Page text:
Latinos Missing in Action on Sunday Morning Network Talk Shows

To download findings, click here
Hispanics are the nation's largest and fastest-growing minority group, at 50.5 million or just over 16 percent of the population. Their presence has altered the political and economic landscape of this country.
From March to November of 2010, a total of 380 guests and commentators participated in ABC This Week, CBS Face the Nation, FOX News Sunday, and NBC Meet the Press. Only 12 of these were Hispanic.
The Hispanic population surge drove the reapportionment of Congressional seats following the 2010 Census. Hispanics, more than the Tea Party, were the deciding factor in the outcome of many 2010 mid-term elections, including the reelection of U.S. Senate Majority Leader Harry Reid, as well as the retention of the U.S. Senate by the Democratic Party. The recent Florida Primary showed an intra-Latino demographic power shift between Cuban Americans, Puerto Ricans and other Hispanic constituencies. More than 15 swing states could be determined by the Latino vote in the 2012 Presidential election.
The purchasing power of Latinos continues to grow at a faster rate than that of the non-Hispanic population, currently exceeding $1 trillion. Hispanics are the fastest growing business owners generating $400 billion annually.
Yet in terms of representation, news media outlets have not been able to keep pace with the changing demographic profile of the U.S. The absence of Hispanics is particularly noticeable in public affairs television programming, such as the Sunday morning news talk shows.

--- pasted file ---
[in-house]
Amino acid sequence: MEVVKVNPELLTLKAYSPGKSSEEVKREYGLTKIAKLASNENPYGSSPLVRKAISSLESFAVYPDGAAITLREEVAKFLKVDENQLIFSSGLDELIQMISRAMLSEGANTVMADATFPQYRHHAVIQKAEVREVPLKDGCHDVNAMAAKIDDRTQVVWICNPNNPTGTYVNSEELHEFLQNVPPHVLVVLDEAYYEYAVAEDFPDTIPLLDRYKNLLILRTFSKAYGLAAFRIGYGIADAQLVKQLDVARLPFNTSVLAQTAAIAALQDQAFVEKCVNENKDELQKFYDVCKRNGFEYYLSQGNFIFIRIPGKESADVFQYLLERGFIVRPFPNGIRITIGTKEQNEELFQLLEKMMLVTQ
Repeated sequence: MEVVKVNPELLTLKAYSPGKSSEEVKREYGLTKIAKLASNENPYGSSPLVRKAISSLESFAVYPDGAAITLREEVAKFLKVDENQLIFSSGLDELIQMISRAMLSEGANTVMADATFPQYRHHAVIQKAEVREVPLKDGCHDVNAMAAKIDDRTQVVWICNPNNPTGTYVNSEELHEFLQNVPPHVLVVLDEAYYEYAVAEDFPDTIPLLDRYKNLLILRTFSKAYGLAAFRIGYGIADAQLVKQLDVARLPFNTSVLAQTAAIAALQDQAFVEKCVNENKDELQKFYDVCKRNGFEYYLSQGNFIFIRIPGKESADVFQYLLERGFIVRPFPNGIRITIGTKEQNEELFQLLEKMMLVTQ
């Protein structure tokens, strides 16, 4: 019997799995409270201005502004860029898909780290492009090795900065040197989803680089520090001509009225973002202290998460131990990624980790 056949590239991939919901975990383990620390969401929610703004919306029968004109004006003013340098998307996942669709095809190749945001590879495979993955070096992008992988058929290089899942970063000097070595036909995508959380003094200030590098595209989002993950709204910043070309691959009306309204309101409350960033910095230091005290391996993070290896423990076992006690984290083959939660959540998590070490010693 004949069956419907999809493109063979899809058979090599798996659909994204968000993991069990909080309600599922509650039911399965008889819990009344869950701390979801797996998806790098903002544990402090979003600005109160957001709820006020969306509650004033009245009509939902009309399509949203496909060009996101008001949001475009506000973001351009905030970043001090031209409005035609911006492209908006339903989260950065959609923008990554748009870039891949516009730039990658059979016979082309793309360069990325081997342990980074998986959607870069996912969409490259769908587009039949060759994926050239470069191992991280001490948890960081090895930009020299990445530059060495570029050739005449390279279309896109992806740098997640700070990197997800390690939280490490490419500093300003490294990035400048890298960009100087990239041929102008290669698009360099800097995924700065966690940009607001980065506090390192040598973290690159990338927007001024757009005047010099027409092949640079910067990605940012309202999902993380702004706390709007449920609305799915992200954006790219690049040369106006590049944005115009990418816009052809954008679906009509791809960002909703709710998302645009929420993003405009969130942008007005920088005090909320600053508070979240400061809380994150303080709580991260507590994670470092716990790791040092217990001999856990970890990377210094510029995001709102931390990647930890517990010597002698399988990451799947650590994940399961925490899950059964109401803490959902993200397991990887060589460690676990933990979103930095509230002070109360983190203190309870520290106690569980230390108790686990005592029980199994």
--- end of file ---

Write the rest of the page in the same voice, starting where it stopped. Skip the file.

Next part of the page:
The journalists, experts, and political leaders featured on these shows are highly influential, and their opinions play a vital role in shaping the political establishment's perceptions of pressing domestic and foreign issues. What is said on these shows serve as a point of reference for decision-makers in Washington and indirectly affects the entire country.
Today's political pundits are nearly identical to the ones that sat on the same chairs 40 years ago. The hosts, guests, journalists and commentators are primarily male and white. Women and people of color are underrepresented and there is a glaring absence of Hispanic contributors. 
Since 2010, the Art of Politics Impact Project has been working to ensure that the vibrant and diverse voices of the growing Latino community are better heard in the national political media arena. To this end, the Art of Politics Impact Project is collecting data on the gender, race and ethnicity of the Sunday talk shows on the four major networks - ABC This Week, CBS Face the Nation, FOX News Sunday, and NBC Meet the Press. Concurrently, the project is advocating for greater representation of Hispanic and Hispanic issues in news and public affairs programming.
The National Hispanic Foundation for the Arts is directing this multipronged initiative in collaboration with the National Council of La Raza, the Mexican American Legal Defense and Education Fund, The LIBRE Initiative, Being Latino, and other important partner organizations.
For further information:
Gretchen Sierra-Zonta
The Art of Politics Impact Project